13.1 Marathon - Atlanta 2010

Today was the second running of the Atlanta edition of the 13.1 Marathon series.  I have been looking forward to this race since I ran it last year and set a new Half Marathon PR....... that is, until I injured my calf just two weeks ago.  Once I injured my calf I released any hope of another PR this year and just focused on getting my calf back to 100%.  I wasn't sure until about a week ago that I would even be able to run it.  I decided then that I would run it for fun, and intentionally take it easy since I didn't know if it would start acting up, and didn't want to risk re-injuring as I enter the last month of marathon training.

The morning started early, as most race mornings do, and we hit the road at 5:30 to make the trip down I85, over to Peachtree Road, and into the closest parking place we could find near Oglethorpe University.  I rode down with my neighbors who were also running the race.  The morning was very cool at 55 degrees, which felt even colder in Atlanta with the wind that didn't seem to let up all morning.

The starting line was set up a bit different than last year.  They had three corrals numbered 1, 2, and 3.  I never heard any information about who was supposed to be in these corrals, however I had a 3 in the top right hand corner of my bib.  We couldn't figure out how I got this number there and why others did not.  Others we spoke to were just as confused as we were.  Since I wasn't planning on racing it, and was rather planning on running it with my neighbors, I decided to just hang back behind the corrals.

Following the three corrals it just opened up and everybody stood all over branching off to both sides as well.  This made it a nightmare when the gun went off and everybody tried funneling down into the small starting corrals.  This caused a major bottleneck and was by far the worst starting I have experienced in a race.  We were still walking some and not able to run for almost 100 yards after the starting line.  The starting corrals were not perfect last year, but were much better than this year.

The first mile was dangerous.  I didn't see anybody go down, but there were a lot of close calls.  There were speed tables (long speed bumps) and because it was still dark and all the people around, they were impossible to see.  There are arrows painted on the one side for traffic to see them, but we were running the opposite way down that road and could not see them coming.  I saw at least two people after the race that had gone down in that stretch with some pretty good scraps and cuts.  One lady from our Tuesday Night Fleet Feet Running group went down in that area after tripping on a man hole and is going to need stitches on her chin.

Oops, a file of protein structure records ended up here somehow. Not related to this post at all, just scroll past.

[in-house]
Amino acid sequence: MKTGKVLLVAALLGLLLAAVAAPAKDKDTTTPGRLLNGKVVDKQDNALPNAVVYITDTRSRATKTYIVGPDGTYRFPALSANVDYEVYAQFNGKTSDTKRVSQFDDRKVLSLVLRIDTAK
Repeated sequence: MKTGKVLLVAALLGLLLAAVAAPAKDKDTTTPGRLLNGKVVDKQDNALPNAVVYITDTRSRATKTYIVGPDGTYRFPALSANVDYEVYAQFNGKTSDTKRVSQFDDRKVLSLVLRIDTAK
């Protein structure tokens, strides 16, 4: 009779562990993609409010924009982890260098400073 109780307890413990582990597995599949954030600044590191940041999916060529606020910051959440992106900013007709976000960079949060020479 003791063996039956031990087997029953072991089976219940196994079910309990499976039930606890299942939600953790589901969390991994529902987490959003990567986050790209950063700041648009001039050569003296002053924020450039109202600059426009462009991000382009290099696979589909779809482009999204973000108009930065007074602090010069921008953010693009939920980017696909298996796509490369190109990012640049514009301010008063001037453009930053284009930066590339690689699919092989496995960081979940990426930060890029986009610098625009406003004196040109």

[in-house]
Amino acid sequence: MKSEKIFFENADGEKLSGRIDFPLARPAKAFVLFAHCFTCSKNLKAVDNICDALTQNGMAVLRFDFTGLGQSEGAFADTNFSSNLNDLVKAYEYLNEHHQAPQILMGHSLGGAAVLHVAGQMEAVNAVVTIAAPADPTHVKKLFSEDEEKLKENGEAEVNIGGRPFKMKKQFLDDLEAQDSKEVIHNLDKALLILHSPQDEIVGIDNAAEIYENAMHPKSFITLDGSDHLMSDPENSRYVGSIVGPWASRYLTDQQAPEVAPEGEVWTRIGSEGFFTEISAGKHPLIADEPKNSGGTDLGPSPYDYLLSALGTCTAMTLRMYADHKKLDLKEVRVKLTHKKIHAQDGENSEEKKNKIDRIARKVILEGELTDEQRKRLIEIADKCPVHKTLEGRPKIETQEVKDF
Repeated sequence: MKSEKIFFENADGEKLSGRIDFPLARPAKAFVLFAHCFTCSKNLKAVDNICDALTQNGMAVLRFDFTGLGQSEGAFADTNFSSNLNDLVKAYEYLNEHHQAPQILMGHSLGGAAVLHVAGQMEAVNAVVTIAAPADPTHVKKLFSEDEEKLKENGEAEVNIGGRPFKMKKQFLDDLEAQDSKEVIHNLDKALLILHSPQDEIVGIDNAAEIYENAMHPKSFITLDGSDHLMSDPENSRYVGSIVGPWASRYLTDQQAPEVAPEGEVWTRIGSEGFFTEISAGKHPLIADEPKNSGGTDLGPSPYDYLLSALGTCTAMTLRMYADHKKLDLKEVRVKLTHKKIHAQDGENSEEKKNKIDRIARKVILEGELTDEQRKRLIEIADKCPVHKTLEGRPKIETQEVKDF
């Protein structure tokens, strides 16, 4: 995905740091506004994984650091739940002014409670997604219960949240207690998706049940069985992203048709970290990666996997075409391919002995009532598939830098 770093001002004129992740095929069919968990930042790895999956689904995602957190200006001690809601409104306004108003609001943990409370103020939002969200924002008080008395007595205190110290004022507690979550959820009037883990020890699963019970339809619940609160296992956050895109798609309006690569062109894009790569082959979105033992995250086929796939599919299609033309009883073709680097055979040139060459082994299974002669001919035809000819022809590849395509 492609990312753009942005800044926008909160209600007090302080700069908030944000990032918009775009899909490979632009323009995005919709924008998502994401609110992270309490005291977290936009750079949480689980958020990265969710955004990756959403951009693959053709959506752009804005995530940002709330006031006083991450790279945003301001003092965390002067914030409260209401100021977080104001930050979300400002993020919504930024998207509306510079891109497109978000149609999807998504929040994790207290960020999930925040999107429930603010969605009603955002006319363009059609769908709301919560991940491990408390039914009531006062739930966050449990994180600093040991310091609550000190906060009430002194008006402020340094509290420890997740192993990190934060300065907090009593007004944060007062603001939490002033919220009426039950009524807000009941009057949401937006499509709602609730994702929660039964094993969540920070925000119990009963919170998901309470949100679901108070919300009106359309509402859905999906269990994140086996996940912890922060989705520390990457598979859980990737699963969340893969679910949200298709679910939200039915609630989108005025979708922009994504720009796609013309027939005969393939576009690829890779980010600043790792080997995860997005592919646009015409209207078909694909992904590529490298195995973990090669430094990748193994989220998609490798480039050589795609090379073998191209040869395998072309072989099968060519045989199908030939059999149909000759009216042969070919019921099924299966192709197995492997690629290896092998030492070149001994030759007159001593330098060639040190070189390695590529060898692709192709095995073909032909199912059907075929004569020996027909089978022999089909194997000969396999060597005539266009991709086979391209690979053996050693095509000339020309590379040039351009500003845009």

During this first couple miles it started to get light and things got much better.  At about mile 2 the 5k runners pealed off. (all one of them from around our area)  At this point we were well on our way and starting to settle in to a comfortable pace.  My neighbor and I were running together and her husband was just a short 20-30 yards behind us.  We planned on running it together to keep each other from trying to go to fast.  I was running after my calf injury, and she was having issues with her knee from twisting it just about a week ago.  As we finished up the 3rd mile we realized we had run it a bit fast and try to slow it down a bit.  Following mile four we settled into a nice comfortable pace that would put us where we wanted to be for an easy half marathon.

Before long we were emerging from the neighborhoods and turning onto Peachtree Road.  This was the first time we started having a sizable amount of people cheering us on.  One very cool thing they did this year was to put our names on our bib's so people could cheer us on by name.  A very nice touch in my opinion (made me feel like Ryan Hall), but not enough spectators were taking advantage of it at this point so I felt the need to show them all my bib and tell them my name...... I then got the boost I needed from the added people cheering me on by name.